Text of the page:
This invention relates to an antenna for a motor vehicle which is capable of full duplex operation in the cellular telephone frequency band of 825-890 MHz and is also effective to receive normal commercial AM and FM broadcasts. It is especially directed toward such an antenna adaptable for power telescoping operation from a fender of the vehicle.

Commercially available antennas for vehicle mounted cellular telephones are generally separate antennas adapted for operation from the roof of the vehicle. However, it is physically difficult to mount and connect an antenna on a vehicle roof. Also, with a separate AM-FM antenna, the resulting multiplicity of antennas is considered by many to be unattractive in appearance. Finally, many motorists prefer a power antenna which retracts when not in use and is thus less subject to accidental damage and vandalism. Such an antenna cannot be mounted in the roof; but is more suited for mounting in the vehicle fender, where there is room for the retracted antenna parts.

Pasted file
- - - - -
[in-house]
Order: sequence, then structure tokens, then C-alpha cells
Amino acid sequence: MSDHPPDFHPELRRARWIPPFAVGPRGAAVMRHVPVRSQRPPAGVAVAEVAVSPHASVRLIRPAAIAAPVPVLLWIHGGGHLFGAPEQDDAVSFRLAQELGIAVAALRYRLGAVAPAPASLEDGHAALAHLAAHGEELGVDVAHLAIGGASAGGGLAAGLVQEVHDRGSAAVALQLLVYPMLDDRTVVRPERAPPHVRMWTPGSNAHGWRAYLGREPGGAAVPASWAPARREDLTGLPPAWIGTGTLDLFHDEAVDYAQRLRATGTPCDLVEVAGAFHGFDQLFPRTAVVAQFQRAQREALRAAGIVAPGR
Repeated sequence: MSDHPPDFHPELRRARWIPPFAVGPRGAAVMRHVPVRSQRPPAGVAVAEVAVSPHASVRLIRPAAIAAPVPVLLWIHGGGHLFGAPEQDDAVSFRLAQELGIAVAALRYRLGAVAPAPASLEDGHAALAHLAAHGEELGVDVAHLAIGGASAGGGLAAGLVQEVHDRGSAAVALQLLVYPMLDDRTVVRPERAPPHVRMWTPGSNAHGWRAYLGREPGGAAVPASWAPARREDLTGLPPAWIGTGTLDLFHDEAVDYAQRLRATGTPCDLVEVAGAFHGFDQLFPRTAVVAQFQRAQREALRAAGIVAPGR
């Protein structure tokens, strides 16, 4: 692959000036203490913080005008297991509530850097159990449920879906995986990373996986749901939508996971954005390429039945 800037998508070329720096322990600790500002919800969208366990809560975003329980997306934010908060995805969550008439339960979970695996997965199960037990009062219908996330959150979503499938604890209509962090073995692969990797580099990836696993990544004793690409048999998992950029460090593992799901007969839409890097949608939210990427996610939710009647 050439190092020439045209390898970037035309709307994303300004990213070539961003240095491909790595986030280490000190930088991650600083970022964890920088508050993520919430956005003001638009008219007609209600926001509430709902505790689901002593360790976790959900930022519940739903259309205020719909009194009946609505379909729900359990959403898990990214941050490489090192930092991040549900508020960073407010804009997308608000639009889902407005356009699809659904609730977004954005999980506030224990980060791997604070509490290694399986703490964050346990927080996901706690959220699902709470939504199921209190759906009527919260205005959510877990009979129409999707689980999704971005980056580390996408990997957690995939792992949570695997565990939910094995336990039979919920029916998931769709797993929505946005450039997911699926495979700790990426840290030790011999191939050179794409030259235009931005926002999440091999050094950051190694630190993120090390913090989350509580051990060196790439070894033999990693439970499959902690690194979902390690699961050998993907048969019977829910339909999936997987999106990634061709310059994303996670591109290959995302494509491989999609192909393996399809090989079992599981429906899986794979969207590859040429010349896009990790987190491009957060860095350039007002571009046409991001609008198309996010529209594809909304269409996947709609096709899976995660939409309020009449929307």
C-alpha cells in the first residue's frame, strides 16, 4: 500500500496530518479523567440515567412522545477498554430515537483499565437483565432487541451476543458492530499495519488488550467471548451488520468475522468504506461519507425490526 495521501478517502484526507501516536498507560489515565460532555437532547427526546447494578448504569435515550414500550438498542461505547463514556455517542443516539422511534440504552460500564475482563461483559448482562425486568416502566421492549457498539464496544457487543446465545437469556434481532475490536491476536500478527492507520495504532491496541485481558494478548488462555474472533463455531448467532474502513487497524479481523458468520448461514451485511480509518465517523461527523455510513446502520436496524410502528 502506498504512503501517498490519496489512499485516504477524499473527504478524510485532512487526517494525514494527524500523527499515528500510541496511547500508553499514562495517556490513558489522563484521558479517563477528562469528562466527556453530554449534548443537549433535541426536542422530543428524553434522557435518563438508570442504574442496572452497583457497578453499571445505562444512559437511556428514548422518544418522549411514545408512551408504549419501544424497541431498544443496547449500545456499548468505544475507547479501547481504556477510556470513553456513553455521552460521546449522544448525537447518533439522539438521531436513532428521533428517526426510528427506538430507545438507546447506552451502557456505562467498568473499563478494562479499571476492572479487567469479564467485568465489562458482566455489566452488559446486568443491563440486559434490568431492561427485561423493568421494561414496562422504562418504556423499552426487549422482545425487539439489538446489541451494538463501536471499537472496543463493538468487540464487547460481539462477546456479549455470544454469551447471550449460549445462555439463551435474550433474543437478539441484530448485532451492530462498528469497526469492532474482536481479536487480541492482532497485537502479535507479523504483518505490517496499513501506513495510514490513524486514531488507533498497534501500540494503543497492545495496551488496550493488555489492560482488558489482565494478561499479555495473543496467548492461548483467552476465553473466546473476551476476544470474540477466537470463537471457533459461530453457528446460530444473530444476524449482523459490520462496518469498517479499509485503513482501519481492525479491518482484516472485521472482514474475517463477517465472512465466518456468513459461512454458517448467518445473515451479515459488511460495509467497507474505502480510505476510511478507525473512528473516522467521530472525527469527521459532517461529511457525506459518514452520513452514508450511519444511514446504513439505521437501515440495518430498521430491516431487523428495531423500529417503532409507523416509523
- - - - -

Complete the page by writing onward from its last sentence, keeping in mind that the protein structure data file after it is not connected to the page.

SUMMARY OF THE INVENTION

An AM-FM-cellular telephone multiband antenna which is adapted for power telescoping operation and allows AM, FM and full duplex cellular telephone operation by a single, multiband unit from a vehicle fender comprises a first mast section having a length of one quarter wavelength at a first frequency near 835 MHz in the cellular telephone band, a phasing coil connected collinearly above the first mast section and having an effective electrical length of one half wavelength at the first frequency, a second mast section connected collinearly above the phasing coil and having a length of one half wavelength at the first frequency, a trap coil connected collinearly above the second mast section, the trap coil having an inductance and a capacitance providing resonance at the first frequency, and a third mast section connected collinearly above the trap coil and having a length effective, when not isolated from the second mast section, to produce resonance at a second frequency in the FM band, the trap coil being effective to isolate the third mast section from the second mast section at the first frequency and thus, with the second mast section, adding gain to the first mast section in cellular telephone operation at frequencies near the first frequency but being further effective to connect the third mast section to the second mast section for tuned resonant reception at FM frequencies and for reception at AM radio frequencies. Further details and advantages will be apparent from the accompanying drawings and following description of a preferred embodiment.